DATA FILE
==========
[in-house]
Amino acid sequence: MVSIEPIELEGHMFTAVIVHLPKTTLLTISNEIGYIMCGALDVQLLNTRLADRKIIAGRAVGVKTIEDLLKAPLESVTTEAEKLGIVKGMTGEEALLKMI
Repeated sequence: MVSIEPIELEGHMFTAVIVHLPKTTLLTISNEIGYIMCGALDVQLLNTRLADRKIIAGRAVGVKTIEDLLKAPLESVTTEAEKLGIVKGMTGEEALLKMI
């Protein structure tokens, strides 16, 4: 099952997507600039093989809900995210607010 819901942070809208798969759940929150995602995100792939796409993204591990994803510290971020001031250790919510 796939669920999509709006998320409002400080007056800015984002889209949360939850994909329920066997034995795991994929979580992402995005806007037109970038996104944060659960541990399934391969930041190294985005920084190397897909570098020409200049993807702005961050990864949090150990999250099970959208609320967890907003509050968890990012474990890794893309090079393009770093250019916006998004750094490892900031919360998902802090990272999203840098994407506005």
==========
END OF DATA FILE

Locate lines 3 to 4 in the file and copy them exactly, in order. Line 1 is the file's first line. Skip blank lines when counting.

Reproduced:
Repeated sequence: MVSIEPIELEGHMFTAVIVHLPKTTLLTISNEIGYIMCGALDVQLLNTRLADRKIIAGRAVGVKTIEDLLKAPLESVTTEAEKLGIVKGMTGEEALLKMI
């Protein structure tokens, strides 16, 4: 099952997507600039093989809900995210607010 819901942070809208798969759940929150995602995100792939796409993204591990994803510290971020001031250790919510 796939669920999509709006998320409002400080007056800015984002889209949360939850994909329920066997034995795991994929979580992402995005806007037109970038996104944060659960541990399934391969930041190294985005920084190397897909570098020409200049993807702005961050990864949090150990999250099970959208609320967890907003509050968890990012474990890794893309090079393009770093250019916006998004750094490892900031919360998902802090990272999203840098994407506005």